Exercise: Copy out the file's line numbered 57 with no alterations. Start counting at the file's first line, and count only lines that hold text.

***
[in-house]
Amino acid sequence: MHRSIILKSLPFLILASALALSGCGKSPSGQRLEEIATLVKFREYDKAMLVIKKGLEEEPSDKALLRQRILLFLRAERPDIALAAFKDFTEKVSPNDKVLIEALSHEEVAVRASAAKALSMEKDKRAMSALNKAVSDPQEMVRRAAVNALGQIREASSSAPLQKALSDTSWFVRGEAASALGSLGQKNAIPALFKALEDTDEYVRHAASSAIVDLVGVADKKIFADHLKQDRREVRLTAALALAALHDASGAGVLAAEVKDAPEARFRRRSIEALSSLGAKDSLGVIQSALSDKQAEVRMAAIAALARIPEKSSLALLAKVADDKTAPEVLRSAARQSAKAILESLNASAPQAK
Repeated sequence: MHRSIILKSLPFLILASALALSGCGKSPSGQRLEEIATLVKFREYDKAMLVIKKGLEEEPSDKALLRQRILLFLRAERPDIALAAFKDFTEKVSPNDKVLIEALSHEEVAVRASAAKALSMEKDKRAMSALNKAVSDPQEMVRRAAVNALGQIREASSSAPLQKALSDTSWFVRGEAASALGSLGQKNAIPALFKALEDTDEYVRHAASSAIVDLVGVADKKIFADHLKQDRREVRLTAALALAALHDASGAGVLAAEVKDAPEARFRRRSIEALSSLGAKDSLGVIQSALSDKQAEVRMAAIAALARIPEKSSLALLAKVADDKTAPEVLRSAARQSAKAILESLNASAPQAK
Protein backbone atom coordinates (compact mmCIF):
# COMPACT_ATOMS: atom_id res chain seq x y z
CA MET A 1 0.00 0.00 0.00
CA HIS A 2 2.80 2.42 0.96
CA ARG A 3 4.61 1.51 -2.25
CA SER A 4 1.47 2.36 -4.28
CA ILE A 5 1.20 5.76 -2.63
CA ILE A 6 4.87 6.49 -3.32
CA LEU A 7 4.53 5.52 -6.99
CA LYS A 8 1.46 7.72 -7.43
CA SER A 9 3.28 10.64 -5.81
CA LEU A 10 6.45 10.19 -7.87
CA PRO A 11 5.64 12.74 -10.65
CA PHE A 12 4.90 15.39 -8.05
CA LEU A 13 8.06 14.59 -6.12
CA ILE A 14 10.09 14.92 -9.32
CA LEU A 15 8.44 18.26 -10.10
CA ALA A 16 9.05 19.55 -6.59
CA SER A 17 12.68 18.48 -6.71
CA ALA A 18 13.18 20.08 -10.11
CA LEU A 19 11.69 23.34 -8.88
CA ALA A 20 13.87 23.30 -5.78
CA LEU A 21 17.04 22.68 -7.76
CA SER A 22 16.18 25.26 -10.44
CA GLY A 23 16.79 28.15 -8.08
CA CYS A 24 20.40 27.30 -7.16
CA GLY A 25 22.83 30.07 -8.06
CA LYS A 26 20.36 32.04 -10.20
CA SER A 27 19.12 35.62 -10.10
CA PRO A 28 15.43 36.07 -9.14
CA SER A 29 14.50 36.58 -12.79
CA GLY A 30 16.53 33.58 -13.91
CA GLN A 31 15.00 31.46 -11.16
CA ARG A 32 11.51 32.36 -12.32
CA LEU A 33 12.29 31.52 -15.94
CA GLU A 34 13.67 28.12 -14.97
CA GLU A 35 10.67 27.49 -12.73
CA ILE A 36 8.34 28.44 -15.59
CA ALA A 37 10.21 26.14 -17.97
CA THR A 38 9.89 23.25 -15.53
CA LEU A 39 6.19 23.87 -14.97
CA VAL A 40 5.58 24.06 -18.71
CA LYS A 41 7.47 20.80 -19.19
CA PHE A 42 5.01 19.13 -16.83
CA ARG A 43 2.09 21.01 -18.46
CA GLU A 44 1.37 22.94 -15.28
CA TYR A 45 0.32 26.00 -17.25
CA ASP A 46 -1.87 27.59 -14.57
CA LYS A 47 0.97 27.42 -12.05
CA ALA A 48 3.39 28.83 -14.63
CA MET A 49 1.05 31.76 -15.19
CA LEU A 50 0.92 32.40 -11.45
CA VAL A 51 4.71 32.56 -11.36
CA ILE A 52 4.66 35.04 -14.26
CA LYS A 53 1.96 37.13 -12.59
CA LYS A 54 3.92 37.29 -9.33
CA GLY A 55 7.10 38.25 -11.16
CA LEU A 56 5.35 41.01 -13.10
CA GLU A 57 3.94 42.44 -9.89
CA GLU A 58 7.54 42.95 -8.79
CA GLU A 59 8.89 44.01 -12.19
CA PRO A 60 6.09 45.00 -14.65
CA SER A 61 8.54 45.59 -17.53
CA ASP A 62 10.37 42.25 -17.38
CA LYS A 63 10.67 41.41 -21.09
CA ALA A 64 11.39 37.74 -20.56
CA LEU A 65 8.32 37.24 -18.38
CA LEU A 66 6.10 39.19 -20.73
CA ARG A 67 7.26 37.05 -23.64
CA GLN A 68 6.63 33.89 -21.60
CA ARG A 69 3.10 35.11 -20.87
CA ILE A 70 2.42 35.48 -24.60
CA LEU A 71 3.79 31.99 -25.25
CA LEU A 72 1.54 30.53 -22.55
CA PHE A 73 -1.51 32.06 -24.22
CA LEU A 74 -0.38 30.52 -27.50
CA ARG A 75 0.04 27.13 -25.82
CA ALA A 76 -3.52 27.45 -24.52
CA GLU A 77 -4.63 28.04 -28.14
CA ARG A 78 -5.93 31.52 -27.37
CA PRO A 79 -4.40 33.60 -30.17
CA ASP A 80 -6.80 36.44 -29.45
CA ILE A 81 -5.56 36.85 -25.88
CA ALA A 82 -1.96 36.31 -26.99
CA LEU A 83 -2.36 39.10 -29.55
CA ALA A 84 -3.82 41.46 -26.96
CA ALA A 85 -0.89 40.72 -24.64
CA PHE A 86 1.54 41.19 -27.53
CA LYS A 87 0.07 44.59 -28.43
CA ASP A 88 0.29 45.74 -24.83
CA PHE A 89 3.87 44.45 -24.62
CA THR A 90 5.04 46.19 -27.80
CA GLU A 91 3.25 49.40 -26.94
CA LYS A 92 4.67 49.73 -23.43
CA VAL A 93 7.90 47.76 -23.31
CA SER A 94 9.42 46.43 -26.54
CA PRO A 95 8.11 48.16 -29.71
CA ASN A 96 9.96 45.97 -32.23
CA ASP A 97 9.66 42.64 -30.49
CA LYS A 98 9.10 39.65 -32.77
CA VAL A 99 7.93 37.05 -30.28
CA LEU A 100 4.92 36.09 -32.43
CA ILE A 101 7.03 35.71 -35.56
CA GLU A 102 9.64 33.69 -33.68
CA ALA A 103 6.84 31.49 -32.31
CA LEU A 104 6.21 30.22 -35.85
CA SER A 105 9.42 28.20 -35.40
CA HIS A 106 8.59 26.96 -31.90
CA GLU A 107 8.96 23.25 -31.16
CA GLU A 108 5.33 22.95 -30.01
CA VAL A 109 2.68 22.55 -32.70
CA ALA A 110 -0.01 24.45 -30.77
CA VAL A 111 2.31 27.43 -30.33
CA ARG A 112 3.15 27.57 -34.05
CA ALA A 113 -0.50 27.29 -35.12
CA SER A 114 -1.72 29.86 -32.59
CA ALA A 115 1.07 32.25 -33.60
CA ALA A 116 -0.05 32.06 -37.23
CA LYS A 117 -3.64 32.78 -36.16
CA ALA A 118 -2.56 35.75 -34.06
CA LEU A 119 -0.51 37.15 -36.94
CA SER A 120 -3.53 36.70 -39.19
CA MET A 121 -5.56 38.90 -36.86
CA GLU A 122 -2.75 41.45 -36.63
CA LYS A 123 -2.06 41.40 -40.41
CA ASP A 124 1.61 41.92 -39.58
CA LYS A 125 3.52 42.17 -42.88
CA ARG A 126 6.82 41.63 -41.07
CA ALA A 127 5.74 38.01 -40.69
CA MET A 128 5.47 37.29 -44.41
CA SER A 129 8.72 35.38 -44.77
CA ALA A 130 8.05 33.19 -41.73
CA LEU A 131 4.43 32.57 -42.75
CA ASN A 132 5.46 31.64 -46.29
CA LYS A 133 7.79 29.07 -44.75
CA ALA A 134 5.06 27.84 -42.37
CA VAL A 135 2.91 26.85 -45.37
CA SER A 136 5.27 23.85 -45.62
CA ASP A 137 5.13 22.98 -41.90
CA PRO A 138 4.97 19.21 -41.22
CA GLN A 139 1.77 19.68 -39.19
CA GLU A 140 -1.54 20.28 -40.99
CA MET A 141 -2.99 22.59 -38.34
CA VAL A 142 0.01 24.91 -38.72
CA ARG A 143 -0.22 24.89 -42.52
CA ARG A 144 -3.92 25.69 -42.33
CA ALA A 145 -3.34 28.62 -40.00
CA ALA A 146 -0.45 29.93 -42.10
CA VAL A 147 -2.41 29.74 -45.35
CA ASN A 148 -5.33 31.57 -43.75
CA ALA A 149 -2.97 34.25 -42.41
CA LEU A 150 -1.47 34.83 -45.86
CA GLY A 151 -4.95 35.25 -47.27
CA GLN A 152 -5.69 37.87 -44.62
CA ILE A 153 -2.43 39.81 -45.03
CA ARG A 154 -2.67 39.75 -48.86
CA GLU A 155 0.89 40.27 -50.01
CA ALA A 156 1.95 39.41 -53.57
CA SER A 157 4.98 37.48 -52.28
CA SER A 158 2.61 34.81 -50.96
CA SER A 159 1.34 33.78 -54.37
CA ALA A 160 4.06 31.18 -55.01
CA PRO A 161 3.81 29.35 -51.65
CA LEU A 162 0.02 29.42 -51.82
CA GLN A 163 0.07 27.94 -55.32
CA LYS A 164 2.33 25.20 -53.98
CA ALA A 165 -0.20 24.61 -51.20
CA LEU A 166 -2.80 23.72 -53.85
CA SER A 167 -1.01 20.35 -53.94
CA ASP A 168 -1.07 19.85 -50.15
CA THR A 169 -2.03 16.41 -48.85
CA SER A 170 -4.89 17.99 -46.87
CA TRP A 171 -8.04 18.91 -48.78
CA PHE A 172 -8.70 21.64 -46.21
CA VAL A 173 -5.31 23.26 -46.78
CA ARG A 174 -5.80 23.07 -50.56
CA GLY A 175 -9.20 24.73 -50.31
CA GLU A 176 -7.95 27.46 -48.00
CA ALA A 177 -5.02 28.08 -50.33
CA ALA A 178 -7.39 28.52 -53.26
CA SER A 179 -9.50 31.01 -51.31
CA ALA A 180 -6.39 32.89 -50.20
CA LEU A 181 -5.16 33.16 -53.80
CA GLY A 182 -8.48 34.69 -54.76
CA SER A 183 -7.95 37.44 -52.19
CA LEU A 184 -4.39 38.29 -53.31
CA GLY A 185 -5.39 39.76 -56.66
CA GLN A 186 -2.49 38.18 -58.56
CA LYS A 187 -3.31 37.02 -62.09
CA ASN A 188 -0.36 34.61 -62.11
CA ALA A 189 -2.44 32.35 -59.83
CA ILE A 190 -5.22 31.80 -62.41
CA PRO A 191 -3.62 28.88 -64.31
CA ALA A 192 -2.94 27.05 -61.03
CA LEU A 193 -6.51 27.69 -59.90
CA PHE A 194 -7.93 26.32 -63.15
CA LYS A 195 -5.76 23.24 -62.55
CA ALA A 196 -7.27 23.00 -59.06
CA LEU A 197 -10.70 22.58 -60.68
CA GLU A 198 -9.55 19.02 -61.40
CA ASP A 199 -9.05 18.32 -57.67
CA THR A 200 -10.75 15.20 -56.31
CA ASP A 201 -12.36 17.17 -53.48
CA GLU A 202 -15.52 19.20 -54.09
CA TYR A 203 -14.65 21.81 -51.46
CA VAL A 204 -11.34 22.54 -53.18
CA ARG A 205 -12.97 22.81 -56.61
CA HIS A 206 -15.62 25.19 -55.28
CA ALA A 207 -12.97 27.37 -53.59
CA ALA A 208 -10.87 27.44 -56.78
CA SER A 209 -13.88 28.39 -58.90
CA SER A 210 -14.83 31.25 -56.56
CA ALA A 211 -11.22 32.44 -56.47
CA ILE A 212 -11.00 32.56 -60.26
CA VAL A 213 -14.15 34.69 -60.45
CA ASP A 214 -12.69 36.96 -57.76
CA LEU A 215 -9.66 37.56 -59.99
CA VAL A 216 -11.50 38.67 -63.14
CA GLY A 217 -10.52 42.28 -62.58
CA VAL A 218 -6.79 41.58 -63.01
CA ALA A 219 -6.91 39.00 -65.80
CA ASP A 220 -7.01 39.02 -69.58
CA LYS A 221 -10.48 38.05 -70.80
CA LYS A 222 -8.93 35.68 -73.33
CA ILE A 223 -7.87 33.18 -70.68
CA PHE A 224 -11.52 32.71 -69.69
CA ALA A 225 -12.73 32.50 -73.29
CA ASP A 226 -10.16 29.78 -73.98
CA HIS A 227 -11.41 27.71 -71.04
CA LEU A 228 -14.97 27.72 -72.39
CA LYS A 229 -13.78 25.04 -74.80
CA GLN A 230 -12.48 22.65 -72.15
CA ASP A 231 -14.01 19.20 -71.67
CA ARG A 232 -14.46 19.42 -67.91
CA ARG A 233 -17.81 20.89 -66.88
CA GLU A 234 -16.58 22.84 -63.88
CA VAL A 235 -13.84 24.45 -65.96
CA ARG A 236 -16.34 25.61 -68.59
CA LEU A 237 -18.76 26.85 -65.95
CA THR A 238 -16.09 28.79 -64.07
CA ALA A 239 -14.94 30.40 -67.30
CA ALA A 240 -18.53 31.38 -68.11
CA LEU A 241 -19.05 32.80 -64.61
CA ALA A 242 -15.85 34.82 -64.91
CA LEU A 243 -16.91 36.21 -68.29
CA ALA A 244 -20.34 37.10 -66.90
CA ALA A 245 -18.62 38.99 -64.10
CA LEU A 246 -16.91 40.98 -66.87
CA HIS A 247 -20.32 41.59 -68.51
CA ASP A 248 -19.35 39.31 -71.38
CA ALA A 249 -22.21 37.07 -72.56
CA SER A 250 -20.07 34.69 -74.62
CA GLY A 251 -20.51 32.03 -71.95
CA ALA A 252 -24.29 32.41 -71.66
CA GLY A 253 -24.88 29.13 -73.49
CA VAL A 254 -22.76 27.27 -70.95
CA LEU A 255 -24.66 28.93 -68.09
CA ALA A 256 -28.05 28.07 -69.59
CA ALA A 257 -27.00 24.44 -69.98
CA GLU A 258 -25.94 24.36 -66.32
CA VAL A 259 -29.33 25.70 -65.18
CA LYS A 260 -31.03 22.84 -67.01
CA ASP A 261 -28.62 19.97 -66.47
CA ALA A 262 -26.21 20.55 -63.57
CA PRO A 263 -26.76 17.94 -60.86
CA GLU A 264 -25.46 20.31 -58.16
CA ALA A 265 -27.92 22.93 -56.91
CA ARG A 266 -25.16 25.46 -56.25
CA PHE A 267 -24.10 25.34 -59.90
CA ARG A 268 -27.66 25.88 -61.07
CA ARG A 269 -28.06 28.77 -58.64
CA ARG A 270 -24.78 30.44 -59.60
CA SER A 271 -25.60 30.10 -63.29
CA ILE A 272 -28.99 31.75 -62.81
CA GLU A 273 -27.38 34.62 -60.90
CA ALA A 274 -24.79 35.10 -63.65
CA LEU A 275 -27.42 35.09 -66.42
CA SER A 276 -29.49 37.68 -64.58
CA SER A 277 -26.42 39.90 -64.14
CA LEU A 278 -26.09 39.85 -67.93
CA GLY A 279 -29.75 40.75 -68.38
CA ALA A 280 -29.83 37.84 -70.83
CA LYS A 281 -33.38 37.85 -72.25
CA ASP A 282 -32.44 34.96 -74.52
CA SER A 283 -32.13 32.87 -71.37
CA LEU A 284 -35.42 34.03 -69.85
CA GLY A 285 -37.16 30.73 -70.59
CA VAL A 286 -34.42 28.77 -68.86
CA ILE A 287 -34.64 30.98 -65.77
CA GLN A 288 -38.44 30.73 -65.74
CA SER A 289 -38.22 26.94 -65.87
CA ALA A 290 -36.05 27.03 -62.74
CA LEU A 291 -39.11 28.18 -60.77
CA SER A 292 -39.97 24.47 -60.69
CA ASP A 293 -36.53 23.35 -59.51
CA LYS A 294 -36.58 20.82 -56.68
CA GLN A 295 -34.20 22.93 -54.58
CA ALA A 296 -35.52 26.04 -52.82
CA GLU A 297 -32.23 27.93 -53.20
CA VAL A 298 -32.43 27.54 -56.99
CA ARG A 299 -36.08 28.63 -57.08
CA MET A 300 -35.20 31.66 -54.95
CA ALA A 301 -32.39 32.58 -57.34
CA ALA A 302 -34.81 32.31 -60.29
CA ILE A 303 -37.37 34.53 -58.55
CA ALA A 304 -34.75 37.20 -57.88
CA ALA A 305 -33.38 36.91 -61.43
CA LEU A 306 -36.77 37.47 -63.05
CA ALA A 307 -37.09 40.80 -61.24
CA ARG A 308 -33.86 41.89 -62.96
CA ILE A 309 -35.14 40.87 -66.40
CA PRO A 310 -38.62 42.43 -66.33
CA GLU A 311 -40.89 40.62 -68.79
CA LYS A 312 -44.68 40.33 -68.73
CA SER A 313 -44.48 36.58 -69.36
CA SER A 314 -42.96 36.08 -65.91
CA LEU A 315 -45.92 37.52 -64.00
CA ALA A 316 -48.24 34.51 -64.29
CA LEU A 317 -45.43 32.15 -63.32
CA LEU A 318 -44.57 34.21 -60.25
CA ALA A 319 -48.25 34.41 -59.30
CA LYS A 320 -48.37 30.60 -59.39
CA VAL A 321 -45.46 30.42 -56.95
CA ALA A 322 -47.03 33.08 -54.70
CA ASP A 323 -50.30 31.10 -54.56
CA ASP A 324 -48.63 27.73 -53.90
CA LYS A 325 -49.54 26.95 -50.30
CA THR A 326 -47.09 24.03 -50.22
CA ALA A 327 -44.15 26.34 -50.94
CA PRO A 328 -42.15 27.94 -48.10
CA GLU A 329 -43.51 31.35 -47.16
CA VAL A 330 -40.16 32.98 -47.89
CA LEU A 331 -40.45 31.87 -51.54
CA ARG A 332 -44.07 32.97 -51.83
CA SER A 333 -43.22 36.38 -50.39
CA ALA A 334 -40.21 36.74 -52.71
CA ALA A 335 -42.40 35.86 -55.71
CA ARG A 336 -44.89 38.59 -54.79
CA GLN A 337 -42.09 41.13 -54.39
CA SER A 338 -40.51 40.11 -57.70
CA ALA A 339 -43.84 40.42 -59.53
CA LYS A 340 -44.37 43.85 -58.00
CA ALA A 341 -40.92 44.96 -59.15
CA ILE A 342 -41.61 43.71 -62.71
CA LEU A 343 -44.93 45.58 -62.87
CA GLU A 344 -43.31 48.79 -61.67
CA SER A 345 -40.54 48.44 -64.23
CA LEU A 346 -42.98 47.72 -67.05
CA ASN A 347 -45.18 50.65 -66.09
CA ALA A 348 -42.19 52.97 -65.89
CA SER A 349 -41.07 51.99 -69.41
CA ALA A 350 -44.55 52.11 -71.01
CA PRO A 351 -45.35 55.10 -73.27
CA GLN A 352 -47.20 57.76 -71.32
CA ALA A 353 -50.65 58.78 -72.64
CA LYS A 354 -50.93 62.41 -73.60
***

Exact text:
CA ILE A 52 4.66 35.04 -14.26